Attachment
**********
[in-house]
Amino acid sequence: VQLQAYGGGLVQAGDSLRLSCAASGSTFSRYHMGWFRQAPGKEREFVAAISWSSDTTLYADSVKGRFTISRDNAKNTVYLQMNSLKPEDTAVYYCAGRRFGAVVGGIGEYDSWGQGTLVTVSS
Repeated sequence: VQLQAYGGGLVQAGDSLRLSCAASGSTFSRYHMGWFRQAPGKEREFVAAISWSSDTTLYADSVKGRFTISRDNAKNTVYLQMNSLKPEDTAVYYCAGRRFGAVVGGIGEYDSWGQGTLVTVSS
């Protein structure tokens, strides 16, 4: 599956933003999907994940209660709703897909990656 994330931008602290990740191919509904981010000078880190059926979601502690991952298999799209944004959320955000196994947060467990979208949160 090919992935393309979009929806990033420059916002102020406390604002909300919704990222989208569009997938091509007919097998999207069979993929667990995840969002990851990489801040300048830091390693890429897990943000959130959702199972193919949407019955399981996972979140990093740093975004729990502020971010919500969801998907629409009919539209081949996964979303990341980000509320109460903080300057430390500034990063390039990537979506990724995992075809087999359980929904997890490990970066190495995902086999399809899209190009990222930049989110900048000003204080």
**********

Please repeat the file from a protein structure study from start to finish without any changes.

[in-house]
Amino acid sequence: VQLQAYGGGLVQAGDSLRLSCAASGSTFSRYHMGWFRQAPGKEREFVAAISWSSDTTLYADSVKGRFTISRDNAKNTVYLQMNSLKPEDTAVYYCAGRRFGAVVGGIGEYDSWGQGTLVTVSS
Repeated sequence: VQLQAYGGGLVQAGDSLRLSCAASGSTFSRYHMGWFRQAPGKEREFVAAISWSSDTTLYADSVKGRFTISRDNAKNTVYLQMNSLKPEDTAVYYCAGRRFGAVVGGIGEYDSWGQGTLVTVSS
């Protein structure tokens, strides 16, 4: 599956933003999907994940209660709703897909990656 994330931008602290990740191919509904981010000078880190059926979601502690991952298999799209944004959320955000196994947060467990979208949160 090919992935393309979009929806990033420059916002102020406390604002909300919704990222989208569009997938091509007919097998999207069979993929667990995840969002990851990489801040300048830091390693890429897990943000959130959702199972193919949407019955399981996972979140990093740093975004729990502020971010919500969801998907629409009919539209081949996964979303990341980000509320109460903080300057430390500034990063390039990537979506990724995992075809087999359980929904997890490990970066190495995902086999399809899209190009990222930049989110900048000003204080």